Eyes Wide Shut
Curiosity may have killed the cat, but that’s exactly why e.g. gatherings like Killing Kittens seem to be doing so great.
Besides, most of us seem not to know that the proverb really goes:
“Curiosity killed the cat, but the satisfaction brought it back.”
While some of us seem to have lost inner curiosity, most masochistically enjoy being plagued by pressing questions. What’s the sense of life? What’s my place on earth and how can I contribute? And does it happen only in the movies where a mere mortal, unaware of his/her singularity is sucked into the vortex of once-in-a-life-time adventures or can we rather chose to create and lead extraordinary lives?
They say life is what you make of it and seeking answers is what keeps us alive, what gives us thrills, making our days untrite.
When doing research for this subject, I’ve sought opinions of wide spectrum of humans about unlimited possibilities of the mind and its singularity.
Obviously, in cases of digging deeper and deeper, before you even know it, you tend to find yourself at the end of the Internet, asking yourself How the hell did I get here?. I bet it has happened to you many times while clicking between suggested YouTube videos 🙂
In my case it was landing on a 90s’ looking page of some self-published author, Joel A. Wendt which treats about consciousness, critical examination of the societal behaviours and the likes. While nothing which he stated seemed deviated and evil (at least, in my opinion), I found it really hard do categorise his views in the average normality range.
Civilization burns. War, hate, disease, mistrust, egotism, racism, greed, and just plain stupidity seem to be active everywhere, destroying social order and reducing our hopes and dreams to ashes. Yet, strange patterns form in the flames. Weaving and dancing, human beings, and their communities, live and die, move and change, grow and become. Meaning hovers over the seeming chaos, and with a careful attention to the most basic elements it becomes possible to discern the music that moves along side us – even the themes flowing out of the future . [..] There are the visions of a few modern story tellers – students of the Mystery, sitting with us by their computer screens, the community campfire of our electronic age.
Joel A. Wendt’s Theory
Internet is a weird creature. The more you dig in, the scarier/weirder it gets. But most of the times, it’s only scary because it may be unknown to you (I’m excluding cases of degenerated psyche traces).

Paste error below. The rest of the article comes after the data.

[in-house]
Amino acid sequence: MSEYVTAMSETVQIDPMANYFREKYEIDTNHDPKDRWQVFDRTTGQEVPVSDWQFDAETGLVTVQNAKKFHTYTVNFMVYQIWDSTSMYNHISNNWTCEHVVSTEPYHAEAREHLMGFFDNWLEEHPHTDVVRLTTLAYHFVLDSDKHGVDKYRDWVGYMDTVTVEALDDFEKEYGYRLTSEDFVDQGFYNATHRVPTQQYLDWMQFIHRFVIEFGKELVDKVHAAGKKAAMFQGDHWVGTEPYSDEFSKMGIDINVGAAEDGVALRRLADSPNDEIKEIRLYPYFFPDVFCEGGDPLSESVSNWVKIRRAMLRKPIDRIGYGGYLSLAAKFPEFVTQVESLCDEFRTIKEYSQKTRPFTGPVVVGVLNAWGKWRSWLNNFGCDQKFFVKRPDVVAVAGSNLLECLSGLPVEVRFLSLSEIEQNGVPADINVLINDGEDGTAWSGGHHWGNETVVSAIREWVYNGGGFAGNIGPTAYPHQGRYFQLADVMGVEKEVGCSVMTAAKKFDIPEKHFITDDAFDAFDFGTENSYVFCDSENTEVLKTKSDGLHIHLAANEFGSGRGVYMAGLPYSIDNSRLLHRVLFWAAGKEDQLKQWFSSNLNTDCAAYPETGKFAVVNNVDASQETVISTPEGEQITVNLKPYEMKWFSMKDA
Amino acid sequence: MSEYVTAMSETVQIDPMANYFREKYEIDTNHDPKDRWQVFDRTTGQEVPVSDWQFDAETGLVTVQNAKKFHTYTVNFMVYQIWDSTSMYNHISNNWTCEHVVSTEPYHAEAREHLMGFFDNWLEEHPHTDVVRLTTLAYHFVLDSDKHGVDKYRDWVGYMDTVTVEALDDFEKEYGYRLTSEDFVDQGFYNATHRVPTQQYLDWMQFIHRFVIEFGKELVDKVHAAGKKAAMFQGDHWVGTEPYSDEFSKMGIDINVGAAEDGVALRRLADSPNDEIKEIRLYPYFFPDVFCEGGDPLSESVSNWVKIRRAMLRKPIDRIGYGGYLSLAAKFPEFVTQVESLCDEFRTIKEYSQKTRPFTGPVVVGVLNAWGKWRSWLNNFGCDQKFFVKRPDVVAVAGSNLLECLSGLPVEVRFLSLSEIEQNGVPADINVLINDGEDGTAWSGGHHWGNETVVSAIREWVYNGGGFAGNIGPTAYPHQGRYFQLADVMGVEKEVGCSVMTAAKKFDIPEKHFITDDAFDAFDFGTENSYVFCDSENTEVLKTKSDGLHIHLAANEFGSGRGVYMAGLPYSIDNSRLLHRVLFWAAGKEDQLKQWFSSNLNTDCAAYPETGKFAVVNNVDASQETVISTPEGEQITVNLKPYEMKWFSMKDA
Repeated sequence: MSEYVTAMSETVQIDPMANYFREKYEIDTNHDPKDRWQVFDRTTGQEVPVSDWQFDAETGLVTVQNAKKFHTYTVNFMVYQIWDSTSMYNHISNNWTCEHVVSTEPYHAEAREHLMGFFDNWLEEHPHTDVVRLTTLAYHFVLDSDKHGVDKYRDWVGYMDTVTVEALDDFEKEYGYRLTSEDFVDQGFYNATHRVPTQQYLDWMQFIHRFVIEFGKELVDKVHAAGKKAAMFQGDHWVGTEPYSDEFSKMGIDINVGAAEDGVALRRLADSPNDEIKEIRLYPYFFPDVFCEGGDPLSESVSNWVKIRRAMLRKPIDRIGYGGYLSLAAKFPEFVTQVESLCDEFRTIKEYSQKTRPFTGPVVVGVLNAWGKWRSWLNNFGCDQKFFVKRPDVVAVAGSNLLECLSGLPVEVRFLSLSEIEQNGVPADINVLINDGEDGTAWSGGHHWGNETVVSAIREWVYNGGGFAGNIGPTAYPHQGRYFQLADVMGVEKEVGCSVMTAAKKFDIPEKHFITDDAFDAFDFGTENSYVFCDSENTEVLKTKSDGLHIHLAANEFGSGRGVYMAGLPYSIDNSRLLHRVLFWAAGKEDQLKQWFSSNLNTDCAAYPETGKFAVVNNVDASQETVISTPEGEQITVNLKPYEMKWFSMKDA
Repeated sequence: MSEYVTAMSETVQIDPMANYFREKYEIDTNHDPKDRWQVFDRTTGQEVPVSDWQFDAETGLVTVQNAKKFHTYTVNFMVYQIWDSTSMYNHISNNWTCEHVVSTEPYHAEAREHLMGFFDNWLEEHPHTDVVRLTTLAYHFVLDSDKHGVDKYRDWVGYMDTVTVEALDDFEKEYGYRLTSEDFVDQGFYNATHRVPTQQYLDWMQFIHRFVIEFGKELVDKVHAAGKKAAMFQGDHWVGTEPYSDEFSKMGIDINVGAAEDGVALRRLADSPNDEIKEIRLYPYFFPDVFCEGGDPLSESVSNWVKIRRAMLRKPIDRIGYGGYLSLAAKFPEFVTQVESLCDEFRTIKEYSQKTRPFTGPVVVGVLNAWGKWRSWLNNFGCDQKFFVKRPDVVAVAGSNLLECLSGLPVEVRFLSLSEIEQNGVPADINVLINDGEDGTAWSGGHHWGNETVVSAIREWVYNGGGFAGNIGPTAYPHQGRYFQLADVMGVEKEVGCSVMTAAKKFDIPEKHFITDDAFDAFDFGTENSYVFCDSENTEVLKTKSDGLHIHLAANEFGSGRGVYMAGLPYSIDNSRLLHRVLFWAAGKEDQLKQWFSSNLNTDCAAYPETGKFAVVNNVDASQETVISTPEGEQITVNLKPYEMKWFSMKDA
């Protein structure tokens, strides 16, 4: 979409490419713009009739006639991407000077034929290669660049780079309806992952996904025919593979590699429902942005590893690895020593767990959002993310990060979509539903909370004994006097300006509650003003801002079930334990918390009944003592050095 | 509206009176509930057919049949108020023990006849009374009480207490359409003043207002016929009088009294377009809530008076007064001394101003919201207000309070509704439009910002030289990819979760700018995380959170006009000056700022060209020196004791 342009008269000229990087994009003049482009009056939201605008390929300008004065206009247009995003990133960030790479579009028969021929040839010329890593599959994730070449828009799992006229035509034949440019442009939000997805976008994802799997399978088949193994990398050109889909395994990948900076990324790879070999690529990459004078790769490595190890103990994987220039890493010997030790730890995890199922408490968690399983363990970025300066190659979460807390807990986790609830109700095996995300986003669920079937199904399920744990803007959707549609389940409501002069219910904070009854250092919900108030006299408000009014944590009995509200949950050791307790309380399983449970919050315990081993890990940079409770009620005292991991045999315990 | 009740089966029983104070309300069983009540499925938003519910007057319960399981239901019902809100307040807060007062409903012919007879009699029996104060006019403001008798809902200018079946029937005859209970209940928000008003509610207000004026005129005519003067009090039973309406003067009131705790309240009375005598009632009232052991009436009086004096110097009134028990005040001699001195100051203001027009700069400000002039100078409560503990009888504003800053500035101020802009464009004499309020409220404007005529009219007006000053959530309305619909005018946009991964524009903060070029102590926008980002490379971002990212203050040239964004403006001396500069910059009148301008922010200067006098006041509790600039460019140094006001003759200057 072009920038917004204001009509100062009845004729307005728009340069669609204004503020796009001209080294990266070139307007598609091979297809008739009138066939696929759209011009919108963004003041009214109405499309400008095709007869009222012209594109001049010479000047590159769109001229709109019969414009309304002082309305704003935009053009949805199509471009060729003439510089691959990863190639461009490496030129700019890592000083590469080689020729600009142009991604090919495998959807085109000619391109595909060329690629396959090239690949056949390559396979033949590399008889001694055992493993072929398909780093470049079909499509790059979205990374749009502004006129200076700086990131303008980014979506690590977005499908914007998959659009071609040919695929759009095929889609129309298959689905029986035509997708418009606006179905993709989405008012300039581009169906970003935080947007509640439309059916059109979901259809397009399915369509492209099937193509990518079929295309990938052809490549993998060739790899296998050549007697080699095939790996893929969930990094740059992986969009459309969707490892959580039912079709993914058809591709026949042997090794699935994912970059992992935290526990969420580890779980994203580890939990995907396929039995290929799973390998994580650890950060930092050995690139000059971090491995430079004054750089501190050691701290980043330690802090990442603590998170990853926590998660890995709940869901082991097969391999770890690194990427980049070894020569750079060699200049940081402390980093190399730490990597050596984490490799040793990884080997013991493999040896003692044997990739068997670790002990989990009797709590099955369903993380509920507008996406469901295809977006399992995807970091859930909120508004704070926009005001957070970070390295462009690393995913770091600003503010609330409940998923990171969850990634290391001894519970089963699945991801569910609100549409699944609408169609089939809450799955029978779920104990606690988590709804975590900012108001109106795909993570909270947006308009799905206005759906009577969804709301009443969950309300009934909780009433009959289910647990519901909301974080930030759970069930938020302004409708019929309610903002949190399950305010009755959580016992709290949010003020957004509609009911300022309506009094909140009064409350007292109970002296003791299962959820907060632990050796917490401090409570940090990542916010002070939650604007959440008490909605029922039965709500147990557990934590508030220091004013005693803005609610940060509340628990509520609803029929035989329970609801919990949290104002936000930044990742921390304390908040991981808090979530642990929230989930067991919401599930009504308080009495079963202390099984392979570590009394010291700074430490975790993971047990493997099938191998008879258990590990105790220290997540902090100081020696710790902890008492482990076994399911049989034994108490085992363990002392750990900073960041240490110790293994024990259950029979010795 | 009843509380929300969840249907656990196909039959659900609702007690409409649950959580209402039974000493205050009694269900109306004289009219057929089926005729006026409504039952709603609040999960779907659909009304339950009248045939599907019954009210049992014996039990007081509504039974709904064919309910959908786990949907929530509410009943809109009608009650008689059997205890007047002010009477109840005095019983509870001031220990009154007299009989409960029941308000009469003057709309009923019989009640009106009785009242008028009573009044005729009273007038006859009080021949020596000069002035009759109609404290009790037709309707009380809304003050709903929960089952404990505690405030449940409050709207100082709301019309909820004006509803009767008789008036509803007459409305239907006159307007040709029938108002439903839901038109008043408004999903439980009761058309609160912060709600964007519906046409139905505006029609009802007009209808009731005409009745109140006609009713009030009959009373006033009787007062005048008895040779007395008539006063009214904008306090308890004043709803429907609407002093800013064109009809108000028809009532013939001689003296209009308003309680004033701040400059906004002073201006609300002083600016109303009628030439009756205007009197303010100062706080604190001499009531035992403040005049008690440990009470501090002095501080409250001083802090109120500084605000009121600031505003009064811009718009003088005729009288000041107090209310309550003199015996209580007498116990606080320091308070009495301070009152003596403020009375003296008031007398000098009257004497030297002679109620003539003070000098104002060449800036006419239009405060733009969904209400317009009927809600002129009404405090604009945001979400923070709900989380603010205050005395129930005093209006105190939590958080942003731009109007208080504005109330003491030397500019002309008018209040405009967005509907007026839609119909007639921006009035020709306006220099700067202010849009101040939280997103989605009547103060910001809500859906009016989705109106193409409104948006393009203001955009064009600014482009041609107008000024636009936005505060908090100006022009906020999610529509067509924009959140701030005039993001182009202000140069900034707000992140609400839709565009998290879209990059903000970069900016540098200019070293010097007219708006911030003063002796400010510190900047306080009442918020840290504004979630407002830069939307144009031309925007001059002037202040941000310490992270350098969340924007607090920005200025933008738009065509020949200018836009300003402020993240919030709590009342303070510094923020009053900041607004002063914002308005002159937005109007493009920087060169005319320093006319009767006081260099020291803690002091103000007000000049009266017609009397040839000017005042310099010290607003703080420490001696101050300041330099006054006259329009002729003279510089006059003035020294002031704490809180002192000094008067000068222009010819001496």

However, seek and you shall find, no matter how deviative knowledge you are trying to posses, chances are – your thoughts and ideas (especially those which you call revolutionary) have been conceived before, but maybe the timing wasn’t right to implement them.
I sometimes wonder how many depth levels are there in the grey sphere of the internet, also known as Deep Web / Dark Web, and if majority of it is deviated evil resulting of perversity and degeneration.
But Internet is not the only place where people immerse themselves in knowledge and discover the darkest corners of human consciousness by practising critical thinking. In the past, secret (and then not so secret) societies like Illuminati or Masons (which were nothing more than intellectuals gathering in secrecy with some traditions to bond together discussing the various philosophies brought on by the Enlightenment-era) wanted to spread a belief that led to the happiness of the people through “enlightenment” or basically the refusal of superstition and prejudice. Many of these societies contributed to a birth of conspiracy theories – stemming from the fact that rival secret societies (Illuminati vs. Masons vs. Anti-Masons and so on) actively wrote negatively about each other.
In some sense, some conspiracy theories are like those early oral stories of ancient humans where each telling was slightly modified, and slightly exaggerated, to become a grand story. Sure, there’s still some truth in it, but there’s also a pile of fiction over it that you’d need to dig through to get to the reality of it. It’s only a shame I haven’t had a chance yet to confirm how much “reality” lays in these theories.*
The curious case of the ordinary man
Is it better to out-monster the monster or to be quietly devoured?
Curiosity is an insatiable desire for knowledge and discovery of previously unknown. Virtually all humans were born with this desire which is why children are always examining things and pestering their parents with a pantheon of seemly simple but difficult to answer questions deriving from WHY. This stage of elevated inquisition in most individuals is unfortunately shortlived, as by the time they reach adulthood, they feel that they have been taught what they need to know in order to get by this thing called “life”.
Yes, one may say the fault lays in the education system (of most of the so called developed countries) which busies itself with instilling facts that they feel young people should know by heart, leaving little time for inquiry and further exploration.
However some people somehow retain this insatiable desire and are unfettered by the education system dogma, as this was the case with great minds like Einstein, Curie-Skłodowska, Socrates and several others. Hence, here arises the question whether these people were curious because they were born intelligent or their curiosity made them become intelligent?